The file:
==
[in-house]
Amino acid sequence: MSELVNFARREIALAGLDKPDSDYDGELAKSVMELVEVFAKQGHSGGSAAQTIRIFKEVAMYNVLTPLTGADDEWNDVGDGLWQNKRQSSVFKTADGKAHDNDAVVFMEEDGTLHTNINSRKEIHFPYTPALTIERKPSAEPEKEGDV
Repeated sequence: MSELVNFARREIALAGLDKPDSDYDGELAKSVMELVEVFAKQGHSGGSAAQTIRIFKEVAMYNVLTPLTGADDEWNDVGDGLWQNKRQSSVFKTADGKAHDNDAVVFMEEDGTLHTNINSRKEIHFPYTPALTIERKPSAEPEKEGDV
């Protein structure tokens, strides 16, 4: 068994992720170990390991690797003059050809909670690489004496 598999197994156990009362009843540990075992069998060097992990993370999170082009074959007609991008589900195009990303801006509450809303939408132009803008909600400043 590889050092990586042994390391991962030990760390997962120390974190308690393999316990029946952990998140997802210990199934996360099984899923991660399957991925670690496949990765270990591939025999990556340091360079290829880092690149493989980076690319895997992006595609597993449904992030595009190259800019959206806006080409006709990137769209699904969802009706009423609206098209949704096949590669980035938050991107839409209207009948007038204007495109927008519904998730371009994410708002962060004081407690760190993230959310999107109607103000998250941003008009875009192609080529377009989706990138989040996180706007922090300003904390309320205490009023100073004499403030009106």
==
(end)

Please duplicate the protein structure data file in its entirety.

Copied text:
[in-house]
Amino acid sequence: MSELVNFARREIALAGLDKPDSDYDGELAKSVMELVEVFAKQGHSGGSAAQTIRIFKEVAMYNVLTPLTGADDEWNDVGDGLWQNKRQSSVFKTADGKAHDNDAVVFMEEDGTLHTNINSRKEIHFPYTPALTIERKPSAEPEKEGDV
Repeated sequence: MSELVNFARREIALAGLDKPDSDYDGELAKSVMELVEVFAKQGHSGGSAAQTIRIFKEVAMYNVLTPLTGADDEWNDVGDGLWQNKRQSSVFKTADGKAHDNDAVVFMEEDGTLHTNINSRKEIHFPYTPALTIERKPSAEPEKEGDV
């Protein structure tokens, strides 16, 4: 068994992720170990390991690797003059050809909670690489004496 598999197994156990009362009843540990075992069998060097992990993370999170082009074959007609991008589900195009990303801006509450809303939408132009803008909600400043 590889050092990586042994390391991962030990760390997962120390974190308690393999316990029946952990998140997802210990199934996360099984899923991660399957991925670690496949990765270990591939025999990556340091360079290829880092690149493989980076690319895997992006595609597993449904992030595009190259800019959206806006080409006709990137769209699904969802009706009423609206098209949704096949590669980035938050991107839409209207009948007038204007495109927008519904998730371009994410708002962060004081407690760190993230959310999107109607103000998250941003008009875009192609080529377009989706990138989040996180706007922090300003904390309320205490009023100073004499403030009106």